Thinning polyester resin with Acetone

Discussion in 'Fiberglass and Composite Boat Building' started by valvebounce, Apr 4, 2017.

  1. valvebounce
    Joined: Dec 2010
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    Location: manchester uk

    valvebounce Senior Member

    The two drain holes in my splashwell are 3/8" higher than the splashwell floor.
    This leaves water in the splashwell,which gathers dirt in the water.The boat is stored on my drive and is left uncovered part of the time.
    The water forms a "D"shape.
    I have levelled the boat port to starboard,and wound up the jockey wheel to tip the boat to the stern.
    I have sanded the "D"shape plus and inch,and the bottom of the inner transom area.
    I laid up 3 thicknesses of csm to gain the height against the transom.
    It has left the surface a little lumpy,and shrunk slightly below the drain holes.I have sanded
    it down,but it is still slightly uneven.
    Seeing as there is not a lot of strength value required,I am considering thinning the polyester resin with Acetone and pouring it into the level of the bottom of the drain holes and letting it find it's own level.
    Can anyone see why it won't work?
     
  2. PAR
    Joined: Nov 2003
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    Location: Eustis, FL

    PAR Yacht Designer/Builder

    Use MEK instead and though it'll weaken the cured resin, it doesn't really matter, because you're just trying to level out the bottom of the splashwell.
     
  3. valvebounce
    Joined: Dec 2010
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    Location: manchester uk

    valvebounce Senior Member

    Hello Par,thanks for your reply.
    Is MEK an American product or an abbreviation?(or can't you spell it,Haha)
     
  4. Mr Efficiency
    Joined: Oct 2010
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    Location: Australia

    Mr Efficiency Senior Member

    Methyl ethyl ketone ? Styrene monomer is used to thin polyester resin, but none of it should be necessary for what you are doing ?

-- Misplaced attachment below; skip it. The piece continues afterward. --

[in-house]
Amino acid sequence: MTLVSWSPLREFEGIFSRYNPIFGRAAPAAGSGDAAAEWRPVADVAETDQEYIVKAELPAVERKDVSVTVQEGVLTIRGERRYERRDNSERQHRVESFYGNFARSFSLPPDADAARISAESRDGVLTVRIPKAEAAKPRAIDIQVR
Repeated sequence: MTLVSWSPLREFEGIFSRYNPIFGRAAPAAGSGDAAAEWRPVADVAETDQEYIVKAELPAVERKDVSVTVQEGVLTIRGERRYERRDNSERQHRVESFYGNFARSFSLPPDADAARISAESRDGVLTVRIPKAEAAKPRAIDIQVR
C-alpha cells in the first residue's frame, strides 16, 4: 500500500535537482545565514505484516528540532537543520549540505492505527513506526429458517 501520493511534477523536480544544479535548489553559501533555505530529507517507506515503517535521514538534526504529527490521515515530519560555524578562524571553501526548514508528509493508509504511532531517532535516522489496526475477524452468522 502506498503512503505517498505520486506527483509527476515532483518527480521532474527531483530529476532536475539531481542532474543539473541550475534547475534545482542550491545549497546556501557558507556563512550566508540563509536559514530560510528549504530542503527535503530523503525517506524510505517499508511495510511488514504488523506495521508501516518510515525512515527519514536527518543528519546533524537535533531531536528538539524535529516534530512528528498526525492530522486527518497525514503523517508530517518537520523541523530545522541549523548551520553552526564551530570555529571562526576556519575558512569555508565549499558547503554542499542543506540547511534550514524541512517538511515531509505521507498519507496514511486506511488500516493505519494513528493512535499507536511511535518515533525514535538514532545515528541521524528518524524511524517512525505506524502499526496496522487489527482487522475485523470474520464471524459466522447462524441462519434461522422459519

5. valvebounce
    Joined: Dec 2010
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    Location: manchester uk

    valvebounce Senior Member

    Hi mr E,
    Because radius's in the splash well are difficult to sand,the idea is to let the resin flow flat.
    The resin on it's own doesn't flow too good,I want to duplicate the area where the water was lodging.
    I'll be Gelcoating the area to finish off.
     
  6. valvebounce
    Joined: Dec 2010
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    Location: manchester uk

    valvebounce Senior Member

    Hi Mr E,
    The idea is to let the diluted resin flow and find it's own level,resin on it's own stays too proud
    and sanding the radius's in the s/well is quite awkward.
    Sort of replacing the lodged water level with resin.
    I'll be gelcoating the area to finish it off.
     
  7. Canracer
    Joined: Aug 2009
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    Location: Florida

    Canracer Senior Member

    How thick will the leveling layer be after it's cured?
     
  8. valvebounce
    Joined: Dec 2010
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    Location: manchester uk

    valvebounce Senior Member

    The layer will be about 1/4" against the transom,maybe slightly less,and tapering to infinity as it gets towards the bow.
    It will form a "D" shape about 4" wide in the middle.It will be going over the glassing I have just completed and sanded.The s/well is 2' wide at the transom.
     
  9. ondarvr
    Joined: Dec 2005
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    Location: Monroe WA

    ondarvr Senior Member

    1/4" of unreinforced resin will be very weak, and most likely start cracking, putting gel coat over it will slightly increase the likelihood. Thinning it with anything will make it even more brittle and weaker than it would be to begin with.

    Add more glass to the area and then just skim the surface with a filler.
     

  10. valvebounce
    Joined: Dec 2010
    Posts: 549
    Likes: 11, Points: 18, Legacy Rep: 124
    Location: manchester uk

    valvebounce Senior Member

    Thanks O,maybe filler is the answer
     
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